How Product Drops Keep D2C Brands Profitable

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For decades, fashion followed a wholesale model, with brands serving as the creative houses and the retailers holding most of the power in the customer relationship, marketing and selling products and collecting data on consumer preferences.

As customer loyalty to individual brands plummets, though, companies’ focus has shifted to trying to be “the next Supreme,” said Matt Falcinelli, CEO of TheDrop.com, a marketplace platform that aggregates and curates streetwear for millennials and Generation Z.

“The consumer is a multibrand consumer, they’re shopping different brands, they want different brands, they want to match different brands,” Falcinelli said in an interview with PYMNTS’ Karen Webster. “But the brands want to be direct to consumer. They want to be mono brands, and the consumer is multibrand, and this is a huge issue in a $200 billion market.”

TheDrop, he said, can help bridge this divide, providing direct-to-consumer (D2C) margins for the brands while providing a “curated multibrand destination” for shoppers, with over 70 new items dropping each day. TheDrop features more than 300 brands, but less than 50% have Google Analytics implemented — and less than 30% use email marketing.

“What makes TheDrop so attractive to most brands is usually their [retur on investment]is better on TheDrop than it is on marketing and driving sales on their own website because they’re learning how to manage that,” Falcinelli said.

For brands accustomed to wholesale seasonal models of dropping products four times per year, the shift to selling on TheDrop increases inventory risk as they have to sit on products for a bit longer, but Falcinelli noted that TheDrop puts marketing dollars behind the items that it lists. And by dropping new items every week or every two weeks, brands are naturally posting more things on social media and engaging with customers more often, driving increased sales to their websites in addition to TheDrop.

“It’s a double win for the brands, and we’ve had brands [where]it’s completely changed their businesses,” Falcinelli said.

PYMNTS research, conducted in collaboration with Scalefast, found that more than 21% of consumers have recently participated in product drops, including 42% of Generation Z and 32% of millennials. Nearly 47% of those who have previously participated in product drops are “very” or “extremely” interested in participating in similar sales events over the next year, as are over 22% who have not participated in product drops.

Read more: Product Drops, Flash Sales Winning Consumer Hearts, Minds, Brand Affinity

Falcinelli said he eventually imagines TheDrop’s homepage will look like a media site, featuring items and brand stories that update multiple times a day “in different markets and countries — and talking about global brands, not just U.S. brands.”

The Importance of Storytelling

Though TheDrop doesn’t do as much storytelling as Falcinelli would like, he told Webster that’s about to change as the company pushes more heavily into “new products that have a good story to tell.”

Not enough brands realize the importance of storytelling, Falcinelli said, even though it’s been known for decades that the deeper the emotional connection a customer has to an item, the better it will sell. Given that, TheDrop plans to use part of a recent Series A funding round to help create content and stories to promote brands, Falcinelli said.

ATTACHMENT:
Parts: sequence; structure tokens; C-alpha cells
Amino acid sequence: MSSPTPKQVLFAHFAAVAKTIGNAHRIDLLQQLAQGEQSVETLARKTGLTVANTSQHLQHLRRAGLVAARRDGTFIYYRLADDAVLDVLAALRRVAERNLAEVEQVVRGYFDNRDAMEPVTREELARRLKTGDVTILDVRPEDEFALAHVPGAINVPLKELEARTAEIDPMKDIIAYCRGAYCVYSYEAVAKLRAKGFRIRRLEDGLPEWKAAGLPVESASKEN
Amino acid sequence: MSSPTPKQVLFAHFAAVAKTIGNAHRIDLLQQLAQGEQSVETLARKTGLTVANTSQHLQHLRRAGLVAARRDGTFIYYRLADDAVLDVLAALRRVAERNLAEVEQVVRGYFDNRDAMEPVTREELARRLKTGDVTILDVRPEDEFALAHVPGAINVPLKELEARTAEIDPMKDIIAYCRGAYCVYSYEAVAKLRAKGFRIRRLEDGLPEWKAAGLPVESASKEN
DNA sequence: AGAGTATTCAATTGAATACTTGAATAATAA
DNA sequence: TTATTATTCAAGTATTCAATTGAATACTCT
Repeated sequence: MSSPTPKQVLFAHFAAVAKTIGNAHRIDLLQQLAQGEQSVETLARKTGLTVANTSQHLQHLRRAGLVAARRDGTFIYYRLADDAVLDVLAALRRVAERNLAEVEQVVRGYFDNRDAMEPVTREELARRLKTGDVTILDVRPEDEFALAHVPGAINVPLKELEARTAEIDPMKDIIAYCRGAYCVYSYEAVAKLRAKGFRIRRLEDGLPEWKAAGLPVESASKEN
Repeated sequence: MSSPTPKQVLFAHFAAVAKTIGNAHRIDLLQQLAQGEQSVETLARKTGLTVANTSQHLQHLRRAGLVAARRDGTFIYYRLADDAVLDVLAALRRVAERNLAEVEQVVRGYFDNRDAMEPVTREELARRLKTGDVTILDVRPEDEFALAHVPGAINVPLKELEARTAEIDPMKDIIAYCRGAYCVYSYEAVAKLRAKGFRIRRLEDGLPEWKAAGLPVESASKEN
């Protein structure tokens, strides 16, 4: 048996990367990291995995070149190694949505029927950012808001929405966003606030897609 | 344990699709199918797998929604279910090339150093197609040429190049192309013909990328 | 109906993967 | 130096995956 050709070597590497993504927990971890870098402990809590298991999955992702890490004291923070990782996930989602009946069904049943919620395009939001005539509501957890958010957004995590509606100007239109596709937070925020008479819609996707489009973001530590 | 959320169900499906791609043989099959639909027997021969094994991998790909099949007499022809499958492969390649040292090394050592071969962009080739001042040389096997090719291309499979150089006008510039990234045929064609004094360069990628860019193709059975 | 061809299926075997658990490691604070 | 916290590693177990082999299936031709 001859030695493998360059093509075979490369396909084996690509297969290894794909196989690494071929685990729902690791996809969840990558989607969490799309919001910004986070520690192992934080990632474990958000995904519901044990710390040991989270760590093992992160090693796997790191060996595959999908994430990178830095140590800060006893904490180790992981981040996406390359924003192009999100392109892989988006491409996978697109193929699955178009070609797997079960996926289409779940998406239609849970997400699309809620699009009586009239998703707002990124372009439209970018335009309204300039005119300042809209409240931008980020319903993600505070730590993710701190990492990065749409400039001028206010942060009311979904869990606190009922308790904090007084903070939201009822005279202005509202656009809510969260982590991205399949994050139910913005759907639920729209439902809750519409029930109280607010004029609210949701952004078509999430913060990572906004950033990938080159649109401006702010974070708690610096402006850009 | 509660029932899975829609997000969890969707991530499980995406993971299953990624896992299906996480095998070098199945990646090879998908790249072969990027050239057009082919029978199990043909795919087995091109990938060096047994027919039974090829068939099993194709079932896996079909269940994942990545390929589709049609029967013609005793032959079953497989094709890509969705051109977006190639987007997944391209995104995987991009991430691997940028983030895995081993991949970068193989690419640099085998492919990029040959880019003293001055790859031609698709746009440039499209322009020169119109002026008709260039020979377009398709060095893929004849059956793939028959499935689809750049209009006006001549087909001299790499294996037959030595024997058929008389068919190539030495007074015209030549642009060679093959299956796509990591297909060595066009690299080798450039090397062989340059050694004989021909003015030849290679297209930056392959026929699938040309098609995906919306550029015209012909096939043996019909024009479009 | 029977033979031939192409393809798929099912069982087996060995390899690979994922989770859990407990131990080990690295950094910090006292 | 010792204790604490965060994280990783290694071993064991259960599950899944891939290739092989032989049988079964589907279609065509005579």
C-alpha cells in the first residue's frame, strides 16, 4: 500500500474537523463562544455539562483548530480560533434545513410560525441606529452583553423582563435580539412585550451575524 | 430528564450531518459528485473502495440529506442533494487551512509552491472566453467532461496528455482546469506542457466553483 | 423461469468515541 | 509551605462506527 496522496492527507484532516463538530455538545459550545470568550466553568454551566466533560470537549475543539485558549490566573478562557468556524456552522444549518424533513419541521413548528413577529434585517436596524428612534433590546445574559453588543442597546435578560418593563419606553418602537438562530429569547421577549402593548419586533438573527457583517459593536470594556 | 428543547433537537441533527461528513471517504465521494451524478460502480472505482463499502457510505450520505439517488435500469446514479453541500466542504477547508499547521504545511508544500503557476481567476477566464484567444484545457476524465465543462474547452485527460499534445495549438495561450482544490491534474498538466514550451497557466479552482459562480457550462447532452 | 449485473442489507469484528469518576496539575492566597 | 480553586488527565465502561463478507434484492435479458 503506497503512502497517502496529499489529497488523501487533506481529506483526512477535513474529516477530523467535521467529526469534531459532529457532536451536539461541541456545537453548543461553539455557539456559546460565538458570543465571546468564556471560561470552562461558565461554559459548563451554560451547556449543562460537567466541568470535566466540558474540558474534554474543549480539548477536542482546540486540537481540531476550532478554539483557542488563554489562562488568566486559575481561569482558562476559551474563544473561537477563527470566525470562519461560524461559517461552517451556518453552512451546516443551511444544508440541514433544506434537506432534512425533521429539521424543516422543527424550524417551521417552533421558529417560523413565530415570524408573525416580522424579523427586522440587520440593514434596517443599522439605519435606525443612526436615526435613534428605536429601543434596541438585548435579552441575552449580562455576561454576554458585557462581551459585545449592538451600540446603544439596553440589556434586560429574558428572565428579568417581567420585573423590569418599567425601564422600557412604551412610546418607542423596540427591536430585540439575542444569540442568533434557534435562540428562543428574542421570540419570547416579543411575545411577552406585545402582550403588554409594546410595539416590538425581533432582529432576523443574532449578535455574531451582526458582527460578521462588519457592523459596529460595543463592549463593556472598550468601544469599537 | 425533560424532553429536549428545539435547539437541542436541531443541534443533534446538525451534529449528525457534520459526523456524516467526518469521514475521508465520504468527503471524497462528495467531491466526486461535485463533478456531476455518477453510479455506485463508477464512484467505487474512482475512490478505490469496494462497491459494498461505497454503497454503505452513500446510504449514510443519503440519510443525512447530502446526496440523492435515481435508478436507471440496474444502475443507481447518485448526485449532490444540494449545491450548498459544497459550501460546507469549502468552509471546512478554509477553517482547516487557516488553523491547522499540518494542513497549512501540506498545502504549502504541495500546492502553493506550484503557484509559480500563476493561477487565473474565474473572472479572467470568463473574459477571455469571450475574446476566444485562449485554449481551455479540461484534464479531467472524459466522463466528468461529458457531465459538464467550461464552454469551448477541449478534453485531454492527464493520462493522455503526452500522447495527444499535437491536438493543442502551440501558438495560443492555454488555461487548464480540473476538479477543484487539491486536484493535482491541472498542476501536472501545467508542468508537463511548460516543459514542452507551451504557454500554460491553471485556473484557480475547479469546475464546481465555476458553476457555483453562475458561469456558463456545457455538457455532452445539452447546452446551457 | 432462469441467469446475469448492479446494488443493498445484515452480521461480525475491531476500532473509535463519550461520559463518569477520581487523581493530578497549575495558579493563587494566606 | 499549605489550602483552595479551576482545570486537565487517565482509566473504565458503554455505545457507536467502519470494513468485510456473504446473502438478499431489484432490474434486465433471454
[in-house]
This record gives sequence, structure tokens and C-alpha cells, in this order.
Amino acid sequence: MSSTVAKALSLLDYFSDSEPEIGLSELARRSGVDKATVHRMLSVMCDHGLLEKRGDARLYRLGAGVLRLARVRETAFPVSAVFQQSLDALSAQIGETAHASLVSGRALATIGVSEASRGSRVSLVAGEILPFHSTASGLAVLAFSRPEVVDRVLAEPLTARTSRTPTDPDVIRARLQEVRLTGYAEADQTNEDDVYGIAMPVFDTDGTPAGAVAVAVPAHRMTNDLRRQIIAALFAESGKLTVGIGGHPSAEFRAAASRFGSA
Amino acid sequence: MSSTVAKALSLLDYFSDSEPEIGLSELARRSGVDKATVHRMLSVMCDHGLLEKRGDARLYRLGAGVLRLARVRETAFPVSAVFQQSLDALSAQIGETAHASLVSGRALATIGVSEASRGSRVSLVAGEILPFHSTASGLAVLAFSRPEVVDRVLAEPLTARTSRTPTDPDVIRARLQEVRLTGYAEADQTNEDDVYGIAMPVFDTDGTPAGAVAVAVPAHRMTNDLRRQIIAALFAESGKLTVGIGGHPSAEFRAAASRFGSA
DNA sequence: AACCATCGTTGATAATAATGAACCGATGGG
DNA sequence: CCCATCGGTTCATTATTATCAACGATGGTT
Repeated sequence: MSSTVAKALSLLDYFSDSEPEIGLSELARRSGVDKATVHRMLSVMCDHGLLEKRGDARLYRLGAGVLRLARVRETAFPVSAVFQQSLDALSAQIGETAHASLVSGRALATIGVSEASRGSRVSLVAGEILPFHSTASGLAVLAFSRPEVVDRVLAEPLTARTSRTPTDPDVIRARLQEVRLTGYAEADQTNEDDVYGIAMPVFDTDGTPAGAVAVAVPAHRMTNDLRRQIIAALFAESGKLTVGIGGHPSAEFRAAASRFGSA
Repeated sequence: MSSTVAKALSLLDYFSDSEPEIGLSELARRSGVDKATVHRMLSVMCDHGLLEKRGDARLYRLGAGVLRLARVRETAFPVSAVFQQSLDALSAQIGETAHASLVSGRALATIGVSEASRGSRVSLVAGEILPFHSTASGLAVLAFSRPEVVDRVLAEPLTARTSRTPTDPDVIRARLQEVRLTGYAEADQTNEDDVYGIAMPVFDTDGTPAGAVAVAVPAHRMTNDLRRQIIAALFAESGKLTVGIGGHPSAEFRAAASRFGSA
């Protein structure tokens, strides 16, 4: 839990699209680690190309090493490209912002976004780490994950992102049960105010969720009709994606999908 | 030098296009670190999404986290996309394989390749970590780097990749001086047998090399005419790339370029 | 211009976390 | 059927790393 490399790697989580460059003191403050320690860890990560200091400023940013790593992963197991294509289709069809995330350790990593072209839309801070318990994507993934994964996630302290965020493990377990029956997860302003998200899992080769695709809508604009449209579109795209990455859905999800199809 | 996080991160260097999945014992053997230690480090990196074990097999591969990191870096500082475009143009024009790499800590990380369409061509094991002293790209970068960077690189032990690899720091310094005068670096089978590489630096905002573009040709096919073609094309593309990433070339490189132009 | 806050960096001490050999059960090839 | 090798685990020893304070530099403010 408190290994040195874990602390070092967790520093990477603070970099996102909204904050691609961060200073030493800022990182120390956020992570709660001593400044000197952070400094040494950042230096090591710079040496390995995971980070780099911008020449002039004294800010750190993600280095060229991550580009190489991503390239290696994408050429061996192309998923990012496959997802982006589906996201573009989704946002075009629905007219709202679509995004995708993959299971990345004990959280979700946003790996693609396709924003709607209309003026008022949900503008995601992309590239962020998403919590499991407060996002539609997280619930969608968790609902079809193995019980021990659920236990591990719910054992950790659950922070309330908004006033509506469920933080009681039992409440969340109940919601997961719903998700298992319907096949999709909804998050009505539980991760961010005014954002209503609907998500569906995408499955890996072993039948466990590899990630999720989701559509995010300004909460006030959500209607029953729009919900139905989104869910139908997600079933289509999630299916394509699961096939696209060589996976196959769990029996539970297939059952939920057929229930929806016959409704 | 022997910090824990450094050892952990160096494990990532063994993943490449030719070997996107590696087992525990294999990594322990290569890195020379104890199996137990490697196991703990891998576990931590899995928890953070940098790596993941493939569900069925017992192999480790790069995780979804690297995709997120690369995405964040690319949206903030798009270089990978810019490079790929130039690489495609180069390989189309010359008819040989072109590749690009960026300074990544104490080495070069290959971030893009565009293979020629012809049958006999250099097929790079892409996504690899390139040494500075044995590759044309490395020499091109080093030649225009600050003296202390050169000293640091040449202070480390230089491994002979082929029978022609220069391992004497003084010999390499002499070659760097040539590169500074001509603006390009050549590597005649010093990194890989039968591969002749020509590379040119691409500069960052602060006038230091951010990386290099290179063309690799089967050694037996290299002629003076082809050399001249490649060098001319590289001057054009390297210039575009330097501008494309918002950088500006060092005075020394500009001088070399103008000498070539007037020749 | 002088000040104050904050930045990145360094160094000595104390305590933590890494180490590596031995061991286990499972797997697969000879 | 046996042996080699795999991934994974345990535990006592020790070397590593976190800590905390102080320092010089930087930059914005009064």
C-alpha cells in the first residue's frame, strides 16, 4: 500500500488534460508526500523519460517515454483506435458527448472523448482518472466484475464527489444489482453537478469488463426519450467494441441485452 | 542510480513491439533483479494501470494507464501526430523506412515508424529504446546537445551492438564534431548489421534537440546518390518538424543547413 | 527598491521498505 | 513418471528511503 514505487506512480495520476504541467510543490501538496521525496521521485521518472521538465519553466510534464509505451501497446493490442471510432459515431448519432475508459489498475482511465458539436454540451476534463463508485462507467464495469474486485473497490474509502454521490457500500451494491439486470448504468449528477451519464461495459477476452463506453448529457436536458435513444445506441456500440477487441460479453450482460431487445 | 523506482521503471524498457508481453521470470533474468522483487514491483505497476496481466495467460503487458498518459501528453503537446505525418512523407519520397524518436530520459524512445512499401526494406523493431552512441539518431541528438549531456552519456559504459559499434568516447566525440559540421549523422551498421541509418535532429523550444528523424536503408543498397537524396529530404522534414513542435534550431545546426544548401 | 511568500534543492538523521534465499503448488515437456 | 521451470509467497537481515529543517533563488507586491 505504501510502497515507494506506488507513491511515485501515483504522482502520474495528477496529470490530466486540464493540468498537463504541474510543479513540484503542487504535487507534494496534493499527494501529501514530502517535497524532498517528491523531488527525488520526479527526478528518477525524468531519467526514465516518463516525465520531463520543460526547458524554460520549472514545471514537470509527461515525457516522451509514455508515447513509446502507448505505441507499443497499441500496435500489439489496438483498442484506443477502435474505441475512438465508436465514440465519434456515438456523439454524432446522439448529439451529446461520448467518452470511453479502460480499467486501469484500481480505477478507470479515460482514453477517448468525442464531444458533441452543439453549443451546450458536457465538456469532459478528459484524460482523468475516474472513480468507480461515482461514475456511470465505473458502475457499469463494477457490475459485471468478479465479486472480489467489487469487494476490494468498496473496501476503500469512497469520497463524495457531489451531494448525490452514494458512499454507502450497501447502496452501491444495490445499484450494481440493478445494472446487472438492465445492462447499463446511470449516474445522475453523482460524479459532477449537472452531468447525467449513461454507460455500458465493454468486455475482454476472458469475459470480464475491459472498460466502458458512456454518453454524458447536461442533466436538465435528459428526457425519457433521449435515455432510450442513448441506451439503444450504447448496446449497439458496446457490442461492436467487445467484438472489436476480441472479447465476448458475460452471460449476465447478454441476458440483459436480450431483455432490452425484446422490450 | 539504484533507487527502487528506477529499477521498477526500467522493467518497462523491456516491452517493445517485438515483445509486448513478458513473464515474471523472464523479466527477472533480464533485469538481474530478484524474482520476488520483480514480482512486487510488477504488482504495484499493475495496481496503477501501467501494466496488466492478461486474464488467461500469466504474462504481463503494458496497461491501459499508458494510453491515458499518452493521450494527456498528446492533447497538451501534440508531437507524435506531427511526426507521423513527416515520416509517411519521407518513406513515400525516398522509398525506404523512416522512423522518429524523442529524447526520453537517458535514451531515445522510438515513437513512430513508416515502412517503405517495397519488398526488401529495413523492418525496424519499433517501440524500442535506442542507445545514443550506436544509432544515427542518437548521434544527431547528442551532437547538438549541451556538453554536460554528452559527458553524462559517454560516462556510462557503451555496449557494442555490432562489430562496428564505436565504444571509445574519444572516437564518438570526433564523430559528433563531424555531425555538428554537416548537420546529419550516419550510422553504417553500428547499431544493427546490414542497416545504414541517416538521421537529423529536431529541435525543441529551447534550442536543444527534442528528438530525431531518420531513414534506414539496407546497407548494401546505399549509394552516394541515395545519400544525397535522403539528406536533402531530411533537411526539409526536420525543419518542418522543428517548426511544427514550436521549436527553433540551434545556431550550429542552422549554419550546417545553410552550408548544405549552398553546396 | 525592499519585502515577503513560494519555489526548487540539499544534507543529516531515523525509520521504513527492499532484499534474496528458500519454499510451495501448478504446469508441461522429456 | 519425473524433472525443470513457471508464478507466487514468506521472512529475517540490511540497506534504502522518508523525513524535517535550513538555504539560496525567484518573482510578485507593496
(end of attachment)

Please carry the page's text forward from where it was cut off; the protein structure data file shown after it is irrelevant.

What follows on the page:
“We know how critical it is not only to convert customers,” he said, “but also to build repeat and loyalty for our business.”

Related: Investors Drop $4.6M on Youth Fashion Platform TheDrop

He noted that he’s seen brands go from $2,000 a month in sales to $60,000 thanks to well-executed storytelling.

“It doesn’t matter who you are as a brand, as long as you’re executing that couple of good products, good lifestyle imagery to show how it looks and matches out in the street, and then you ship your orders out quickly,” he said. TheDrop also adds data to the mix, analyzing what’s selling well and identifying the best ways to adjust the storytelling and experience for each customer.

“I have over 6,000 T-shirts for me, and I have new T-shirts coming in almost by the hour,” Falcinelli said. “So, which ones do I show you, and which ones do I show Mike, and which ones do I look at? You want to tailor it.”

The Payment Angle

Not only is TheDrop a marketplace, Falcinelli said, but it also has “a really unique payment processing angle that few marketplaces have today.” A partnership agreement with payment-processing platform Qualpay allows it to mediate payments, and Falcinelli said he’s always talking about how to productize the relationship to TheDrop’s advantage.

TheDrop also offers a buy now, pay later (BNPL) option through Klarna, though this is something else that Falcinelli said he wants to possibly consider bringing in-house.

Most customers still pay using a credit card, Falcinelli told Webster, though the platform has seen Venmo become a bigger piece of the payment puzzle than PayPal and Apple Pay combined.

“Payments are evolving quickly as new methods come out, youth adopt new platforms,” he said.

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NEW PYMNTS DATA: THE 2021 HOLIDAY SHOPPING OUTLOOK

About: It’s almost go time for the holiday shopping season, and nearly 90% of U.S. consumers plan to make at least some of their purchases online — 13% more than did in 2020. The 2021 Holiday Shopping Outlook, PYMNTS surveyed more than 3,600 consumers to learn what is driving online sales this holiday season and the impact of product availability and personalized rewards on merchant preference.

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